(8:39 a.m. EST) -- In what is one of the largest U.S. passenger shipbuilding orders in recent history, Connecticut-based American Cruise Lines announced Tuesday it will introduce up to 12 new catamaran-style coastal cruise ships beginning in 2023.
The new vessels -- dubbed Project Blue -- are designed to be "go-anywhere" vessels capable of sailing coastal and inland waterways of the United States, expanding American Cruise Line's itinerary options and available ports of call.
Under construction at Chesapeake Shipyard, the Project Blue ships will carry 109 passengers in 56 staterooms, nearly all of which will offer private balconies. At 241 feet in length, the Project Blue vessels will be able to enter narrow waterways and sheltered harbors and are planned to debut on the East Coast of the United States next year.
The first two Project Blue vessels are under construction and are set to be named in honor of the company's first two cruise ships, American Eagle and American Glory.
"It's really our biggest news possibly ever," Charles B. Robertson, president and CEO of American Cruise Lines, told Cruise Critic in an interview. "Project Blue is re-shifting our focus a little bit back to the coast and doubling down on our commitment to small."
New Ships Enhance Decor, Add New Features, Design Elements
Aside from being the largest order of non-ferry, U.S.-built and flagged passenger vessels in decades, Project Blue also represents a major investment for American Cruise Lines in terms of comfort, décor and amenities and could very well do for ACL what the Longship riverboats did for Viking in Europe when they first debuted in 2012.
"This was our secret engineering project through the pandemic and our light at the end of the tunnel," Robertson told Cruise Critic. "We had the engineers at the shipyard working on this for months.
"The problem for them to solve was: how do you make it small enough for the New England ports? How do you make it shallow enough for the intracoastal waterway in the Southeast? And how do you make it stable enough to run coastal routes in the Pacific Northwest? Between small, shallow, and stable, the catamaran was the way to answer all that."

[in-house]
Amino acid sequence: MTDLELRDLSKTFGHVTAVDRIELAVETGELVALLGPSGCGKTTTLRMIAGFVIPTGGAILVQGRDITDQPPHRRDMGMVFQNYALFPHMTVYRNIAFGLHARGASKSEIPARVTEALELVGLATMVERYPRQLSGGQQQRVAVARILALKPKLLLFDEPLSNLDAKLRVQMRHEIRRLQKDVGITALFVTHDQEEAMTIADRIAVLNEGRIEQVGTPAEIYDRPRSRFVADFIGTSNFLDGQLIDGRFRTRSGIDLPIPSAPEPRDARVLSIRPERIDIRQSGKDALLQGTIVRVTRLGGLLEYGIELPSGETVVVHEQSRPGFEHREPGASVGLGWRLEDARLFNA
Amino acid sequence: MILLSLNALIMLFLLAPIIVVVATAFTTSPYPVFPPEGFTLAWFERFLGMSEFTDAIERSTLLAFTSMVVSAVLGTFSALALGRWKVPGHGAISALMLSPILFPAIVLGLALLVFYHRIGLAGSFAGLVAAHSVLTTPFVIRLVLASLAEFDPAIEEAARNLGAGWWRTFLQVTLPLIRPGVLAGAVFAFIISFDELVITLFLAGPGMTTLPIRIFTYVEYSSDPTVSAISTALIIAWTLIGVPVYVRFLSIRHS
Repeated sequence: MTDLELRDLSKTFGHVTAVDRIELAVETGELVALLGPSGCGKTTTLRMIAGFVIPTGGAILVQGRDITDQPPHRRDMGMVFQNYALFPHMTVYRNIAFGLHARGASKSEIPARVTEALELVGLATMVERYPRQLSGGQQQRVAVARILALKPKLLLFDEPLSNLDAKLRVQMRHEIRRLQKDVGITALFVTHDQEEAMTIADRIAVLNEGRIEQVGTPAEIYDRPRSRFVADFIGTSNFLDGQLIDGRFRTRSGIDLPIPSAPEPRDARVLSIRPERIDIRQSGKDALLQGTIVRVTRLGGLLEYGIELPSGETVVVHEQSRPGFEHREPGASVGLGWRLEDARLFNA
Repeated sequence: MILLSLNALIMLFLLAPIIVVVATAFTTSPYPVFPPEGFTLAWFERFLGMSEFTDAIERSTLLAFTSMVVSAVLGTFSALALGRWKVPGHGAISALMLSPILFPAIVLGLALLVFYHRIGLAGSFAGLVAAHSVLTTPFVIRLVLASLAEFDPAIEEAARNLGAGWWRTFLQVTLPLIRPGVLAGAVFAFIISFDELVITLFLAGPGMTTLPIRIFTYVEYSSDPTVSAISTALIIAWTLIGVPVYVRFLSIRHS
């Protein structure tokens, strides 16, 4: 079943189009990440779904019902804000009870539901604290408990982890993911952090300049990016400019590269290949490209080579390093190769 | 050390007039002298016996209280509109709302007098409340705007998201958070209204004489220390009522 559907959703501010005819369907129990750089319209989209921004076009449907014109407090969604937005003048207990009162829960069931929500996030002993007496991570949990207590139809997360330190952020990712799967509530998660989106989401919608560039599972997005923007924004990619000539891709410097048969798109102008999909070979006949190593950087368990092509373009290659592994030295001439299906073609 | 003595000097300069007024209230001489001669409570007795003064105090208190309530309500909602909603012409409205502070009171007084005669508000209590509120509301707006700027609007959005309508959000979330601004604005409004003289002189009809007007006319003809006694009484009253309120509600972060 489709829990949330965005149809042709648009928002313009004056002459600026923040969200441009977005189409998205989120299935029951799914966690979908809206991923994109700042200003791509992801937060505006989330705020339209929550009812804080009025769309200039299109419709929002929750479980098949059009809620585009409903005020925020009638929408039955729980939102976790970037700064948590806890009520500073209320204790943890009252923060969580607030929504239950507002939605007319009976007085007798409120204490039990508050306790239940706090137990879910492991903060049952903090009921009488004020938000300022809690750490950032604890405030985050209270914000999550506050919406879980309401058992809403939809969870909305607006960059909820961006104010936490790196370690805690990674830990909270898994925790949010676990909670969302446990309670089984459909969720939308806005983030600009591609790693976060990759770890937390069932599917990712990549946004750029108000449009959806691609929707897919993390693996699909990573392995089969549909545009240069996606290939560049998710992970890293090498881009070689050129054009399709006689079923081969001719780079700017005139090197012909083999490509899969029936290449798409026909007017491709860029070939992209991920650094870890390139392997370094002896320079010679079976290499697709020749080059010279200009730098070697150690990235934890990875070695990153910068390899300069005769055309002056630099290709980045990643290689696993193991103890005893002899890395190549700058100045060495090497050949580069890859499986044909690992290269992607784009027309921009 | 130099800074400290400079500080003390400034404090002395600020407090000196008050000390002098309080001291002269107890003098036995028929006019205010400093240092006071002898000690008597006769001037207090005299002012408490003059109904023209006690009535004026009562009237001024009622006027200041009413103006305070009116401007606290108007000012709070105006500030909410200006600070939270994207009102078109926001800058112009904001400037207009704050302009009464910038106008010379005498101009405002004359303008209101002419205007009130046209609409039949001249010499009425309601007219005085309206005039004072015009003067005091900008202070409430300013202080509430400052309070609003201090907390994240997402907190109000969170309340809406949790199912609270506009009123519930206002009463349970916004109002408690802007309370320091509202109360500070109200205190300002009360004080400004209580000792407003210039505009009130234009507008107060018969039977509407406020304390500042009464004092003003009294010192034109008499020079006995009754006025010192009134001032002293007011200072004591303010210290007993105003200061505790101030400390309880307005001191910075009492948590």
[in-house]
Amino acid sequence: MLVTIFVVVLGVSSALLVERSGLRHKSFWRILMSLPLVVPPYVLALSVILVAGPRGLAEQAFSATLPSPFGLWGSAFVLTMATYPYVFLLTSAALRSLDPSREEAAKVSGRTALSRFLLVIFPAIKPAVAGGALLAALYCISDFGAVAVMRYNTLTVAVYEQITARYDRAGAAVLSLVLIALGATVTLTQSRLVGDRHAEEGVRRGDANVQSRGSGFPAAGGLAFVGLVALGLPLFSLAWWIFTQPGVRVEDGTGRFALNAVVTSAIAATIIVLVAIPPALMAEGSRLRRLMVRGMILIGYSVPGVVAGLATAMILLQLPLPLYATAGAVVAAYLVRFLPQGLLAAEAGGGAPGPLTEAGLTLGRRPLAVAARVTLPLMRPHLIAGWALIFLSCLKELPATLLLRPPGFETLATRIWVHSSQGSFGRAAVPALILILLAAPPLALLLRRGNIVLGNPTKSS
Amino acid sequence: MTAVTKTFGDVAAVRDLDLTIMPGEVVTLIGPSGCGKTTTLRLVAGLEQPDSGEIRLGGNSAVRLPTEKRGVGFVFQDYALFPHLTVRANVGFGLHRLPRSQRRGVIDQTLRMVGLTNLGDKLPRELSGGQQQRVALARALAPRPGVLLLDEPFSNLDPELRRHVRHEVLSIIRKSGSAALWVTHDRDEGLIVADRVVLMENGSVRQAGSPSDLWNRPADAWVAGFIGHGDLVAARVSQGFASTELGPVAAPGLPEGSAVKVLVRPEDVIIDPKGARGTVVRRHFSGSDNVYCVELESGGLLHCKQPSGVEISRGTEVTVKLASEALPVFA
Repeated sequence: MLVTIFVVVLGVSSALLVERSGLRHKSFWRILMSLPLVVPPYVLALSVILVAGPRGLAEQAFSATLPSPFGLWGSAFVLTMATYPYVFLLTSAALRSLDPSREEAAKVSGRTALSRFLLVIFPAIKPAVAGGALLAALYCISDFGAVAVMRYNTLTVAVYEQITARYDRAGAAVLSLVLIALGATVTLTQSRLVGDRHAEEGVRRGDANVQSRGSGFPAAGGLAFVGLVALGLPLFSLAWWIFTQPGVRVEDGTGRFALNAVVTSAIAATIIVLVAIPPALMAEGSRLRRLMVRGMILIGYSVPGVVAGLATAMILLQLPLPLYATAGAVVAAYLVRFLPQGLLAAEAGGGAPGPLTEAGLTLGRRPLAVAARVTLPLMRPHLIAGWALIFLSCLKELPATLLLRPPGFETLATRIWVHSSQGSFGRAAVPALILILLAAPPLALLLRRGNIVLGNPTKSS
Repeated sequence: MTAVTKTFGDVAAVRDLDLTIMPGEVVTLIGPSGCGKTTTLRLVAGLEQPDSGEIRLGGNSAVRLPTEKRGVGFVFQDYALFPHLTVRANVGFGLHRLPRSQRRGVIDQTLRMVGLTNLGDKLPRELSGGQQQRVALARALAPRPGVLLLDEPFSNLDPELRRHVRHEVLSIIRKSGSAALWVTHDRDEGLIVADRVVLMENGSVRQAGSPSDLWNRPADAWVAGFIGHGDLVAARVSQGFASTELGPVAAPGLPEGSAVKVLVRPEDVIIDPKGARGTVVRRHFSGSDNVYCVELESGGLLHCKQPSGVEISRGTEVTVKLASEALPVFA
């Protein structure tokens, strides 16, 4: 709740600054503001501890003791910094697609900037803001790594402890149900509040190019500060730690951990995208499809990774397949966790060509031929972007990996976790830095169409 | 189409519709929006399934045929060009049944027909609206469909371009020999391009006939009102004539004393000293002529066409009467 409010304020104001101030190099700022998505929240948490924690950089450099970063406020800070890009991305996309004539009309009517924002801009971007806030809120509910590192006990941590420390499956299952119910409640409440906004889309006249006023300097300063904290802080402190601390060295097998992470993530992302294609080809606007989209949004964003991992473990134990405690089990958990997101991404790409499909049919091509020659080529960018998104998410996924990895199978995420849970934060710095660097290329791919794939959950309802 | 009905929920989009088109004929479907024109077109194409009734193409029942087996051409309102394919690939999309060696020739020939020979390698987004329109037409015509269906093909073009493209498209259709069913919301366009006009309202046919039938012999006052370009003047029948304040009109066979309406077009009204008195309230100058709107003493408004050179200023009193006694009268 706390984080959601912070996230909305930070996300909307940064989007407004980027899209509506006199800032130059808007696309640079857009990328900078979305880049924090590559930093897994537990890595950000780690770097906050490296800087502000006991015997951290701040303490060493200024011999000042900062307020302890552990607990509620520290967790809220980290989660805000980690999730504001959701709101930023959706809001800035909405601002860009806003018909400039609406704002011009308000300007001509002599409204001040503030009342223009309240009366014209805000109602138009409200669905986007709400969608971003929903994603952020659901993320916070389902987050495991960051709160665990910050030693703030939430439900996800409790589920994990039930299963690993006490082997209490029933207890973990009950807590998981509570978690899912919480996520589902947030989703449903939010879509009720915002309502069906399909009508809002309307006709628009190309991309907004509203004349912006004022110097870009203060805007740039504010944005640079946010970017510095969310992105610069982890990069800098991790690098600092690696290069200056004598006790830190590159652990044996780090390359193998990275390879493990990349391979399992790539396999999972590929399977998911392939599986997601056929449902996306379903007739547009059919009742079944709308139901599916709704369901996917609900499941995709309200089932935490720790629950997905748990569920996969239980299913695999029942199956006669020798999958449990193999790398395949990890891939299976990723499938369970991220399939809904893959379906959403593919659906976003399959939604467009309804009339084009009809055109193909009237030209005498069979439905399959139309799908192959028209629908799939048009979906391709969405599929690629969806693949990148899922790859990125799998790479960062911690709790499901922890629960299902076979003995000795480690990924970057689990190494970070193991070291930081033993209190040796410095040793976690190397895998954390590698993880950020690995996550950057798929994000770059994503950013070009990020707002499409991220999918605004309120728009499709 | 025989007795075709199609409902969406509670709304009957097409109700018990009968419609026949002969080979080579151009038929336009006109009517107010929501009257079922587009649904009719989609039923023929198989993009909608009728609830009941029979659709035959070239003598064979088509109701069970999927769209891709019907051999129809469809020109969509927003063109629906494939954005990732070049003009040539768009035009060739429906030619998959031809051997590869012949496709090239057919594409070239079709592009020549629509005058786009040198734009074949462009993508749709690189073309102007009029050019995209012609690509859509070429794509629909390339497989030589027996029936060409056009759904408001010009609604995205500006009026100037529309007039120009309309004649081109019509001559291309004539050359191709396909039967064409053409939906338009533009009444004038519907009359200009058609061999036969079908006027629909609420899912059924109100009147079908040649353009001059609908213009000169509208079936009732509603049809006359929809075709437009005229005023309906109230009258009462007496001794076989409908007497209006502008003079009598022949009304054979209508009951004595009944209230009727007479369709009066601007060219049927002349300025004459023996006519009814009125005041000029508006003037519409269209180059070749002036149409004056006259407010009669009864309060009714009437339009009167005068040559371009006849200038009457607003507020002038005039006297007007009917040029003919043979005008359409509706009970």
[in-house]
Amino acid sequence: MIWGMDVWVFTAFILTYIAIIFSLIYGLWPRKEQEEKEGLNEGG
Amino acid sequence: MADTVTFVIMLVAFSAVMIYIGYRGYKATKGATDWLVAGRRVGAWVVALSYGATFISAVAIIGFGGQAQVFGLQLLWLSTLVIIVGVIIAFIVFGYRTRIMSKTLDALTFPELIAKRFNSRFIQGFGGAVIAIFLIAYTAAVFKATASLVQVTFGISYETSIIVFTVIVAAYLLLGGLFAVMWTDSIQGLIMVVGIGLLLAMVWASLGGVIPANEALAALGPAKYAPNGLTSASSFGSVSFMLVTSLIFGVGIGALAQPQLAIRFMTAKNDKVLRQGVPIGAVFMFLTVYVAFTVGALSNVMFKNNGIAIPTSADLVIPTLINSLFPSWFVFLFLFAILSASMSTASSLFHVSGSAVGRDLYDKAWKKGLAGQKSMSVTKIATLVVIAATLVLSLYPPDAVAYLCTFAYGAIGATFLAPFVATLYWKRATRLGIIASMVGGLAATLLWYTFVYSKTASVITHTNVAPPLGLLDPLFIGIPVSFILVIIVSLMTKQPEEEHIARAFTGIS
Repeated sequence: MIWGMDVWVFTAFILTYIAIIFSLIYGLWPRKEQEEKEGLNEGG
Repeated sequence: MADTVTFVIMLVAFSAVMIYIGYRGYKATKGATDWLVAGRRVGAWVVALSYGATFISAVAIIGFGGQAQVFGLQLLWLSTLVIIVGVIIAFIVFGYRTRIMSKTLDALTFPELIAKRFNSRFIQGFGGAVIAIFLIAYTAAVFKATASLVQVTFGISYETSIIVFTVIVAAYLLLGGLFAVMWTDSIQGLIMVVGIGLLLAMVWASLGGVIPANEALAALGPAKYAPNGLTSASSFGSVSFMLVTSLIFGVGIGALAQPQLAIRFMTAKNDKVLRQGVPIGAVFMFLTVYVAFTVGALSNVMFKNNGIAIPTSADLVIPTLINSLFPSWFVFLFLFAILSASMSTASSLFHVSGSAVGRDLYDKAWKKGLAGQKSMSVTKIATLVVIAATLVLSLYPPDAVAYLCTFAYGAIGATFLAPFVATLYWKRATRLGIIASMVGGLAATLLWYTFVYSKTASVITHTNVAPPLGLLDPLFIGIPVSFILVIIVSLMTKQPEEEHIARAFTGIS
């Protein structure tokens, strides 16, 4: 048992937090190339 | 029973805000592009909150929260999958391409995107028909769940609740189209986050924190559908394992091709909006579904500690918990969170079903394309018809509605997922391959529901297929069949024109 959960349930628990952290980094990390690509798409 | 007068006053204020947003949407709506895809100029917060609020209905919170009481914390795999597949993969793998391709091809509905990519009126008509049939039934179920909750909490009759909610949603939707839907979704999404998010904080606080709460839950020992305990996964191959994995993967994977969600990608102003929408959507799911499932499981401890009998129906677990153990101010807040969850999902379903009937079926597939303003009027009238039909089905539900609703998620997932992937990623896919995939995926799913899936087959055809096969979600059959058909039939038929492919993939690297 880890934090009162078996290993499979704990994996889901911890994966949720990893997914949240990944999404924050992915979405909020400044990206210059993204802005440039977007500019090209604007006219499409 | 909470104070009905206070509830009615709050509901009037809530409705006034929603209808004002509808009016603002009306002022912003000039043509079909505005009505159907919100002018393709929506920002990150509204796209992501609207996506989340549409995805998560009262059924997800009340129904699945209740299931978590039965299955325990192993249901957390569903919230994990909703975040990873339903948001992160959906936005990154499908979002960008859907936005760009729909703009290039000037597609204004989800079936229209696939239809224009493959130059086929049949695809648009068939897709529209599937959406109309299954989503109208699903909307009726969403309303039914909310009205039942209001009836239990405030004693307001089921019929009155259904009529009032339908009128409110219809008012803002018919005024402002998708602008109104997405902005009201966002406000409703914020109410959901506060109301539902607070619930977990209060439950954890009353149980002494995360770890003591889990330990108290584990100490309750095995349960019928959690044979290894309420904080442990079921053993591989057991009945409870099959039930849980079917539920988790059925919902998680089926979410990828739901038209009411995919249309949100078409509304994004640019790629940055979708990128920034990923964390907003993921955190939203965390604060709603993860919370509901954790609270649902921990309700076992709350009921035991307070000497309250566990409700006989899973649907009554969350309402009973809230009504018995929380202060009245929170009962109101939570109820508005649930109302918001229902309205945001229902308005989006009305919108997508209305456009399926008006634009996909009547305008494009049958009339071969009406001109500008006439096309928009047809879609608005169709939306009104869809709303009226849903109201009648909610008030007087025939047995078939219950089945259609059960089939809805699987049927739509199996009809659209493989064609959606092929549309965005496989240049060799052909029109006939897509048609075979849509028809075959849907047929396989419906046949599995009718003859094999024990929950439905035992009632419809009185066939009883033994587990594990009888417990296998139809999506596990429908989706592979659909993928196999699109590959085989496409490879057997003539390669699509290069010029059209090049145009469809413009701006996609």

The ship's catamaran design presents some unique opportunities for a vessel of this size.
A swim platform will offer passengers the chance to participate in water activities right from the ship, while an onboard tender will allow guests the chance to go ashore in remote locales.
For scenic cruising, a forward-facing outdoor terrace will sit in front of the Main Lounge on Deck 2, straddling the two sections of the ship's hull and providing unparalleled views.
The views inside these Project Blue ships aren't half-bad, either. Bright, broad windows will grace each of the vessel's public room, including the Lounge, main Restaurant, and the aft-facing sky lounge on Deck 3.
"We're continuing our tradition of having the largest in class staterooms despite it being a small ship, overall," Robertson said of Project Blue. "That creates a very low-density environment for guests. For instance, we always build our dining rooms so that all guests can sit down together, and the forward lounges are designed so that all guests can be in there together for their entertainment and cocktail parties and so forth."
Public rooms are much more lavishly appointed on Project Blue than past vessels, something Robertson says was a conscious decision for the company.
"The genesis for the interior design was with American Melody, which we launched this year," Robertson said. "We just knocked it out of the park. That was a home run with our guests. They absolutely love it. Re-booking rates are extraordinary on American Melody. And the guests who are our long-time Eagle Society loyalty program members also really appreciate that we evolved with the times a little bit and offered this more sophisticated, cosmetic interior look and feel."
Up to 500 Ports: Charting a New Course for American Cruise Lines
Next year will see American Eagle and American Glory debut on the East Coast, with one vessel entering service in summer 2023 and another in the fall. But rather than replacing older vessels in the fleet, Robertson sees these Project Blue ships as complimenting American Cruise Line's existing fleet and allowing the company to position some of its older ships to more price-conscious consumers.
"What I hope we can accomplish is that we can use the older ships to create more price variation and appeal to a broader market," Robertson said. " By building the new high-end product, we can actually maybe lower the prices on the older vessels and make it more accessible for more people."
These new Project Blue vessels will also make it possible for American Cruise Lines to dramatically expand its itinerary offerings, though the line for now is quiet about what might be in the works.
Robertson did, however, offer Cruise Critic a tantalizing glimpse of what could be forthcoming once the first Project Blue ship hits the water next year.
"Right now, we visit 100 ports" of call, Robertson said. " We think there's about 500 ports that we can go to in the country with these new boats."
"We're having a lot of fun planning those routes right now."